Lack Of Sleep Can Contribute To Diabetes Risk
Have you ever noticed that your appetite, particularly for sweets and comfort foods, increases when you haven't had enough sleep? Well, new research suggests that lack of sleep may be another risk factor for diabetes, in addition to unhealthy eating habits and sedentary life styles.
The research, conducted at the University of Chicago and supported by grants from the National Institutes of Health, focused on whether sleep curtailment itself would increase the risk of developing diabetes when combined with a lifestyle of inactivity and overeating.
Subjects for the study were healthy middle-aged men and women divided into two control groups. Each group had free access to food and led sedentary lives for a 14-day period, but one group had 5.5 hours of sleep and the other had 8.5 hours of sleep per night. Those who slept only 5.5 hours per night showed the same changes in their response to sugar tests that are seen in people with an increased risk of diabetes, whereas the the group that slept 8.5 hours did not show those risks, even though they experienced the other lifestyle changes.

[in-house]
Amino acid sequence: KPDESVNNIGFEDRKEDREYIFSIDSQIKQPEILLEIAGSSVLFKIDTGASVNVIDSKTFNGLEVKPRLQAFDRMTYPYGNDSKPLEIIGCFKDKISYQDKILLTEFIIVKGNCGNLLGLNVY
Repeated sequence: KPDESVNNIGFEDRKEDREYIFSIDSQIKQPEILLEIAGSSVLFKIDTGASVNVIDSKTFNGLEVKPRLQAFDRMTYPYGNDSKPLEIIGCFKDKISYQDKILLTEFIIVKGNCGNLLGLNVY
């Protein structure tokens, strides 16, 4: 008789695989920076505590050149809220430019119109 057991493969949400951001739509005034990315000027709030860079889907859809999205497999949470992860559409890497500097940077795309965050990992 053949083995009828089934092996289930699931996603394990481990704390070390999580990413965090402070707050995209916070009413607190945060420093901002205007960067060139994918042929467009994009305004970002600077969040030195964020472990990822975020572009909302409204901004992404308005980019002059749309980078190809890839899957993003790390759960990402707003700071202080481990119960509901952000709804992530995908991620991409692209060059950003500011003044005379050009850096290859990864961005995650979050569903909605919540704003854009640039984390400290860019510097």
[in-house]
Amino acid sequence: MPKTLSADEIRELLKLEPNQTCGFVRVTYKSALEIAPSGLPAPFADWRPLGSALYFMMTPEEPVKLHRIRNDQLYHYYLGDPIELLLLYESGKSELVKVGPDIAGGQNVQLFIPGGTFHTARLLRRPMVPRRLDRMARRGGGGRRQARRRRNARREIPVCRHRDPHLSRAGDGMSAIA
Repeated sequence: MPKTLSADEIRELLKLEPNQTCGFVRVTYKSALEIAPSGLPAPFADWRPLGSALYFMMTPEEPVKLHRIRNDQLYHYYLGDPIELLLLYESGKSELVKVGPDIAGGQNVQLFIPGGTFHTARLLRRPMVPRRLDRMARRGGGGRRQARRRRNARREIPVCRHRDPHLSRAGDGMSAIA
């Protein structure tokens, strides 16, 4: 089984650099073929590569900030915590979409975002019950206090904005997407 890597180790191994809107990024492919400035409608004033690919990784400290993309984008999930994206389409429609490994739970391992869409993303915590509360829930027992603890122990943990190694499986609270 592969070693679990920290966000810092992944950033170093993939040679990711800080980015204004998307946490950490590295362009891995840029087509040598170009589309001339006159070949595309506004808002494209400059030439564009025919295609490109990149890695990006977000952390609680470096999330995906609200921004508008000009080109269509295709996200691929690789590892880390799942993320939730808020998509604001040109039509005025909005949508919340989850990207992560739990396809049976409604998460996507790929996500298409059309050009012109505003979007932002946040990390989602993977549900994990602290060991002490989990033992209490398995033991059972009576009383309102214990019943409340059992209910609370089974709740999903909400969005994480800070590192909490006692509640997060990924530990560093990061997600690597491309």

Because this study looked at a small group of persons for a short period of time, the authors recommended that their findings should be supported by larger studies that examine the impact of habitual sleep curtailment on human glucose metabolism.
Obvious groups for such studies would be persons on night shifts or who work odd hours, those that work more than one job, and perhaps, even those with sleep disorders.
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